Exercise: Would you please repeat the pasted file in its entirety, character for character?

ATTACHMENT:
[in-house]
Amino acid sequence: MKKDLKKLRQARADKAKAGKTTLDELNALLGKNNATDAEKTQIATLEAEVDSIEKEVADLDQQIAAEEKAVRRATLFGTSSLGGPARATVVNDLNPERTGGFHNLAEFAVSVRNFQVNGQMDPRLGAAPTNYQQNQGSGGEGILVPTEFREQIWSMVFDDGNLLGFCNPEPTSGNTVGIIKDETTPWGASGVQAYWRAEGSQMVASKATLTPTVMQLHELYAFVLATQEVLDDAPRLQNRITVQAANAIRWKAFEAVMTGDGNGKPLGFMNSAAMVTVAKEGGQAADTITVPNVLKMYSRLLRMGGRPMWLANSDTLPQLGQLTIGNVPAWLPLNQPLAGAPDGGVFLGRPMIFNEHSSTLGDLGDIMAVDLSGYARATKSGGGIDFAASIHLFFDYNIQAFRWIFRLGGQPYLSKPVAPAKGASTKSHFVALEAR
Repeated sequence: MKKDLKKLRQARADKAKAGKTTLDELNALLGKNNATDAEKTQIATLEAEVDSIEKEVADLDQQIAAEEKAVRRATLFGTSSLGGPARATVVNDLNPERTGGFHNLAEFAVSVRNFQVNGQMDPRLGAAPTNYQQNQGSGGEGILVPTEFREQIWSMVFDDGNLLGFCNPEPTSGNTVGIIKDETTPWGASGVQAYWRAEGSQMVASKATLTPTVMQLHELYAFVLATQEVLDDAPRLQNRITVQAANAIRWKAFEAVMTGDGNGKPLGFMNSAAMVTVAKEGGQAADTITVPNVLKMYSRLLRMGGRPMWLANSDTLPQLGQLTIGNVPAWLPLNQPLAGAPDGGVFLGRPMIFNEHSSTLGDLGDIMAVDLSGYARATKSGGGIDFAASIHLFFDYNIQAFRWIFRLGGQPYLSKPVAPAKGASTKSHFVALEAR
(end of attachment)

[in-house]
Amino acid sequence: MKKDLKKLRQARADKAKAGKTTLDELNALLGKNNATDAEKTQIATLEAEVDSIEKEVADLDQQIAAEEKAVRRATLFGTSSLGGPARATVVNDLNPERTGGFHNLAEFAVSVRNFQVNGQMDPRLGAAPTNYQQNQGSGGEGILVPTEFREQIWSMVFDDGNLLGFCNPEPTSGNTVGIIKDETTPWGASGVQAYWRAEGSQMVASKATLTPTVMQLHELYAFVLATQEVLDDAPRLQNRITVQAANAIRWKAFEAVMTGDGNGKPLGFMNSAAMVTVAKEGGQAADTITVPNVLKMYSRLLRMGGRPMWLANSDTLPQLGQLTIGNVPAWLPLNQPLAGAPDGGVFLGRPMIFNEHSSTLGDLGDIMAVDLSGYARATKSGGGIDFAASIHLFFDYNIQAFRWIFRLGGQPYLSKPVAPAKGASTKSHFVALEAR
Repeated sequence: MKKDLKKLRQARADKAKAGKTTLDELNALLGKNNATDAEKTQIATLEAEVDSIEKEVADLDQQIAAEEKAVRRATLFGTSSLGGPARATVVNDLNPERTGGFHNLAEFAVSVRNFQVNGQMDPRLGAAPTNYQQNQGSGGEGILVPTEFREQIWSMVFDDGNLLGFCNPEPTSGNTVGIIKDETTPWGASGVQAYWRAEGSQMVASKATLTPTVMQLHELYAFVLATQEVLDDAPRLQNRITVQAANAIRWKAFEAVMTGDGNGKPLGFMNSAAMVTVAKEGGQAADTITVPNVLKMYSRLLRMGGRPMWLANSDTLPQLGQLTIGNVPAWLPLNQPLAGAPDGGVFLGRPMIFNEHSSTLGDLGDIMAVDLSGYARATKSGGGIDFAASIHLFFDYNIQAFRWIFRLGGQPYLSKPVAPAKGASTKSHFVALEAR